### Filopodia distance separations are distributed lognormally

As we did for filopodia lengths, we compiled the data for the separation distances between adjacent filopodia. As with filopodia length, the separation distance is unimodal in both the total data set and in the three separate experiments (Figure 3A). The mean distance for the collective dataset was 6.18 μm and experiments 1, 2 and 3 had respective means of 5.52 μm, 5.11 μm, and 9.23 μm. When we calculated the CDF for the distance distribution, lognormal was the best fit of the distribution data (Figure 3B). As is the case of filopodial length, the separation dataset is poorly modeled as an exponential, Gaussian, or power law distribution (Figure 3B). The power law distribution is the poorest fit, while an exponential distribution may fit the distribution of filopodia that are separated by 10 μm or more. Nearly all of the cells in a Rat2 population show a good lognormal fit of separation distance data. The similarity in CDF distribution between individual cells in a population indicates that the system regulating filopodia distance separation shows robust behavior between cells. 74% of the interfilopodial distance separation falls within the range of 1 μm to 10 μm.

### Length and separation distance are independent variables

The polymerization of actin polymers within a filopodium depends on an intracellular pool of G-actin. It is possible that as an individual filopodium grows, it might locally deplete the G-actin pool around it and thereby interfere with *de novo* filopodia creation or actin polymerization in pre-existing filopodia. If this were the case, then there may be some empirical relationship between filopodia length and separation. To test this idea, we determined whether or not the length of an individual filopodium is detectably correlated with separation distance between its neighbours (Figure 4A). The figure shows the length of individual filopodia versus the average separation distance between its two nearest filopodia plotted on a log-log scale. On the whole, however, there is no substantial correlation between filopodial length and interfilopodial separation distance (r~0.02). On a per cell basis, there are some cells that show a weak negative correlation between length and separation (r~-0.6) and some with a weak positive correlation (r~0.25). We next determined whether or not there was any substantial correlation between the distance separating adjacent filopodia and whether there might be correlation between the lengths of filopodial neighbours. Such a correlation would be predicted should the concentration of a G-actin pool be a limiting factor in either the initiation of an individual filopodium or in its total length. Figure 4B shows that there is a mild correlation between the separation distance of adjacent filopodia. A similar weak correlation exists between the length of filopodial neighbours (Figure 4C). This suggests that any spatial constraints linking filopodia length and separation are likely to be quite small and, together with Figure 4A, suggests that filopodial length and separation distance are likely to be independent variables.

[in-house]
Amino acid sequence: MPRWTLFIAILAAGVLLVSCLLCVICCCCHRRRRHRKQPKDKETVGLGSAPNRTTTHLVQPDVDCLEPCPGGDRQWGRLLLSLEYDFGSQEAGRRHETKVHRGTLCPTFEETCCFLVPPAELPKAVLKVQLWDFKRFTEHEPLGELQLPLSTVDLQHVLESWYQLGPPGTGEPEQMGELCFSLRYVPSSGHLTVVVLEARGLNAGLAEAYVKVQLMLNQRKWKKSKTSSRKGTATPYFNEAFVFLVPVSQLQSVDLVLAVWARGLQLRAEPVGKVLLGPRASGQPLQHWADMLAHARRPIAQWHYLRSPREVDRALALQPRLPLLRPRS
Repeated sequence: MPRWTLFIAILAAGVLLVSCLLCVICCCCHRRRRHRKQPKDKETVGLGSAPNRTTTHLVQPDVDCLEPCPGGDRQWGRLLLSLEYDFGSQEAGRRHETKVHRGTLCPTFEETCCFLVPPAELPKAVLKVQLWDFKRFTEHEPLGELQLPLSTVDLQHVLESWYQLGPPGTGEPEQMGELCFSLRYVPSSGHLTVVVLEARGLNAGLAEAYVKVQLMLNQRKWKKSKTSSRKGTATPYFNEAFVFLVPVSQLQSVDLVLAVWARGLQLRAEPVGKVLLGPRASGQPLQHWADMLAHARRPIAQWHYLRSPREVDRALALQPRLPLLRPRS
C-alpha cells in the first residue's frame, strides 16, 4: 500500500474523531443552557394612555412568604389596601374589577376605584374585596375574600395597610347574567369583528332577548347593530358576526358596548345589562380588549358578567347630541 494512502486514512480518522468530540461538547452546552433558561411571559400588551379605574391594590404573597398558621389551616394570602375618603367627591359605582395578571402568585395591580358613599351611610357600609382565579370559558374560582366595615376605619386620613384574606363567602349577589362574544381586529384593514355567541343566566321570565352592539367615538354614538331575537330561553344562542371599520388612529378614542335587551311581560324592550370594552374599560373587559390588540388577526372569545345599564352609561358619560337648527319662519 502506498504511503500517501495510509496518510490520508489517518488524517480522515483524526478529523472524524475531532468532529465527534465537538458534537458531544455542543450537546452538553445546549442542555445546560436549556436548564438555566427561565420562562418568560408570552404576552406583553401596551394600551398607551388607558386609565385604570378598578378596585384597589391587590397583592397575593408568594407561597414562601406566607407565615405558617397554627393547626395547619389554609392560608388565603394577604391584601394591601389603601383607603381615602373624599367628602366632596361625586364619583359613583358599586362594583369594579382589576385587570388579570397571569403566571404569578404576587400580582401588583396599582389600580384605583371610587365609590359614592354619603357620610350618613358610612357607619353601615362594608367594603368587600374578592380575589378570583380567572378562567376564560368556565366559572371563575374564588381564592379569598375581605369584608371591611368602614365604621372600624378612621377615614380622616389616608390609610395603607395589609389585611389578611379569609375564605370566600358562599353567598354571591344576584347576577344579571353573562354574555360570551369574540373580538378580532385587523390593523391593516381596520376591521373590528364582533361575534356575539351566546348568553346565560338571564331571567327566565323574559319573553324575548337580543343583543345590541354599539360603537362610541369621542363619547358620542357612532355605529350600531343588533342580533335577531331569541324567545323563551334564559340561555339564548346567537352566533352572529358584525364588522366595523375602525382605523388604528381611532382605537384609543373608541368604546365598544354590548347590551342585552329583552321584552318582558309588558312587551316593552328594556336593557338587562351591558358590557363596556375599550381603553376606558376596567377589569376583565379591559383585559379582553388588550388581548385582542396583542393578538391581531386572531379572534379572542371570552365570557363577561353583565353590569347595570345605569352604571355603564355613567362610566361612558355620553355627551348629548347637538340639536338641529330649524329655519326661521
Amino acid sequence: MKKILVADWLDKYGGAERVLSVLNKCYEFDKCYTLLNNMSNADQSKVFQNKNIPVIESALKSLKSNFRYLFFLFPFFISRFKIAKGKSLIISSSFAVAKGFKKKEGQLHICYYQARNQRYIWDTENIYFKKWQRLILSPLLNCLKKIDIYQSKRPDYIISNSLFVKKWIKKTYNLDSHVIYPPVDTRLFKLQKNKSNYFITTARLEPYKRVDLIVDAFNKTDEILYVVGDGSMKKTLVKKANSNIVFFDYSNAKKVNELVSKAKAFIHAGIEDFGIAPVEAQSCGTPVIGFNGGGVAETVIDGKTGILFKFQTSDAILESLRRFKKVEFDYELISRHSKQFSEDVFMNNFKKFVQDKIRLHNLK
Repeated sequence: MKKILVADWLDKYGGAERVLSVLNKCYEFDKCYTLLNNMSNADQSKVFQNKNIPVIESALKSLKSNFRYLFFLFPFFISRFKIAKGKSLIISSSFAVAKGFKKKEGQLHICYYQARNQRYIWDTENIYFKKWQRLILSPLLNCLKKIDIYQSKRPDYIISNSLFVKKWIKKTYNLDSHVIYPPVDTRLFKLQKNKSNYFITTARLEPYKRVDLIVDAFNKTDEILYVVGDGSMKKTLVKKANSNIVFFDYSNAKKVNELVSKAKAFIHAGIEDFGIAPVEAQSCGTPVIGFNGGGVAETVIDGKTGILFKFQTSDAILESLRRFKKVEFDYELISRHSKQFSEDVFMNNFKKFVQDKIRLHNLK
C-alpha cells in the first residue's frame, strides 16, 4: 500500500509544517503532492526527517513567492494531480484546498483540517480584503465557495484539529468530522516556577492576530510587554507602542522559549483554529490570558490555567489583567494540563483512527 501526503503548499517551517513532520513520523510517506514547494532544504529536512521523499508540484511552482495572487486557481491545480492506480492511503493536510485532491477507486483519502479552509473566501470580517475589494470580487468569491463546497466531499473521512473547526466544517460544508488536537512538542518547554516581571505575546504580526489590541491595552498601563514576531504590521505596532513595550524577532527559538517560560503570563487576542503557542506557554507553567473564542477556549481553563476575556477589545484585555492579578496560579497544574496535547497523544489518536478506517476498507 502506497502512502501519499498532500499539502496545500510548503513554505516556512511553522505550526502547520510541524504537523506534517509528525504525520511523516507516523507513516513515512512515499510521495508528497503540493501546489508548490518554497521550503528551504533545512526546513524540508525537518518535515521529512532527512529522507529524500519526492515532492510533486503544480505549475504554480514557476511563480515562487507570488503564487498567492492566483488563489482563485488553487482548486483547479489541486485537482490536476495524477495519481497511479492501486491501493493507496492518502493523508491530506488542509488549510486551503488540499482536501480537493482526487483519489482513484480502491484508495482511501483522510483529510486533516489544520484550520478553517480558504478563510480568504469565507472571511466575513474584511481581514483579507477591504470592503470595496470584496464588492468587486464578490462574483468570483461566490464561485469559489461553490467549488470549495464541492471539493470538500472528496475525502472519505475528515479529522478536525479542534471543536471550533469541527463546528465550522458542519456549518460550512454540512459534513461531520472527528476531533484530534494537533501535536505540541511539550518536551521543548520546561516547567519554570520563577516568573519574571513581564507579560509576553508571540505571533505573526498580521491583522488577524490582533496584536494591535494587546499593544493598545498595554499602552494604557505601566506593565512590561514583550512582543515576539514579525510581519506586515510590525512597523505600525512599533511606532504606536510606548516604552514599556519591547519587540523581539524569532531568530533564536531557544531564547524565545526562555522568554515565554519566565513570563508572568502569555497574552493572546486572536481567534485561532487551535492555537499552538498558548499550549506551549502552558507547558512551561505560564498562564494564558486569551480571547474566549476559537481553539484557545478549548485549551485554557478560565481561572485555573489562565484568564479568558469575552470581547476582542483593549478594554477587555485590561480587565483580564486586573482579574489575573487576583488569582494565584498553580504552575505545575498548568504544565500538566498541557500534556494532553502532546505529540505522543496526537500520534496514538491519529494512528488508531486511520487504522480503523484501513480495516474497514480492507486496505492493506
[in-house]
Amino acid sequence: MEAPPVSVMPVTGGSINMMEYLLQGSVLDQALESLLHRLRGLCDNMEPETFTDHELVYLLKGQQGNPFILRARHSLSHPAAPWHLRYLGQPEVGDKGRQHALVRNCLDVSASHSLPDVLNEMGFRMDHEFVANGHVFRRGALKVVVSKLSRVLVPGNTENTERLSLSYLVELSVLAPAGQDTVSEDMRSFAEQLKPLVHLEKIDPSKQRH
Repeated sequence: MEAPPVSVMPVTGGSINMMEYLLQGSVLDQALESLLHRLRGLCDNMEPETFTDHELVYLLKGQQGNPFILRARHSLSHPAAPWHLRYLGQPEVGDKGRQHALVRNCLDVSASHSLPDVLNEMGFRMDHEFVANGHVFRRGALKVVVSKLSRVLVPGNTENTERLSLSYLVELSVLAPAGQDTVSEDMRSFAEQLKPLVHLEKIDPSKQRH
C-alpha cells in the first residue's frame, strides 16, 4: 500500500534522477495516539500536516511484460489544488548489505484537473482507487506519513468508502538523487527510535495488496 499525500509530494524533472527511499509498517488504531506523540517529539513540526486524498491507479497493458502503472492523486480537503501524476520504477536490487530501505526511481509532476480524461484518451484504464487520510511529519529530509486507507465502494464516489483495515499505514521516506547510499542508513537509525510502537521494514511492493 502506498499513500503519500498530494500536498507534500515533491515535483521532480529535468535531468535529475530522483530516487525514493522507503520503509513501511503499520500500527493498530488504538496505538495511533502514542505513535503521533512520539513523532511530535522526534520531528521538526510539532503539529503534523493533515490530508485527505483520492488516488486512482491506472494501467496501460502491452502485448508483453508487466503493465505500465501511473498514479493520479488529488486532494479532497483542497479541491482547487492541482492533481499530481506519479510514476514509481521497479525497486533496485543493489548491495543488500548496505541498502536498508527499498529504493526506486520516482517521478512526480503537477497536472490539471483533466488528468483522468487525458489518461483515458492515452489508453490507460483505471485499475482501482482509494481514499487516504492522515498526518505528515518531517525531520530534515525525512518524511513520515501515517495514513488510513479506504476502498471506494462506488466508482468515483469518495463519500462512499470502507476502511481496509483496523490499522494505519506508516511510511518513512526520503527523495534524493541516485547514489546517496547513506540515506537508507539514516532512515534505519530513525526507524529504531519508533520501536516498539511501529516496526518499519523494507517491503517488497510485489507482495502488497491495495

### Perturbation Analysis of Filopodia

We next wanted to investigate how the filopodia system quantitatively responds to perturbation. There are many agents that have been described to be inducers of filopodia formation, but high-quality empirical measurement of what these agents do to filopodia are not common. Since we have been able to mathematically describe the filopodia system with some degree of confidence, we are now able to define how known filopodial perturbations affect the system as a whole. We chose to alter filopodia production in three distinct manners: genetically, chemically and physically. For the genetic perturbation, we engineered Rat2 cells to ectopically express the lipid kinase PI4KIIIβ, which we have reported stimulates filopodia production [22]. To chemically induce filopodia, we used the peptide hormone bradykinin, which induces filopodia through activation of G-protein coupled receptors [24]. To physically induce filopodia, we coated the growth substrate with poly-D-lysine, which could increase filopodia size by increasing the positive charge of the substrate and enhancing adhesion.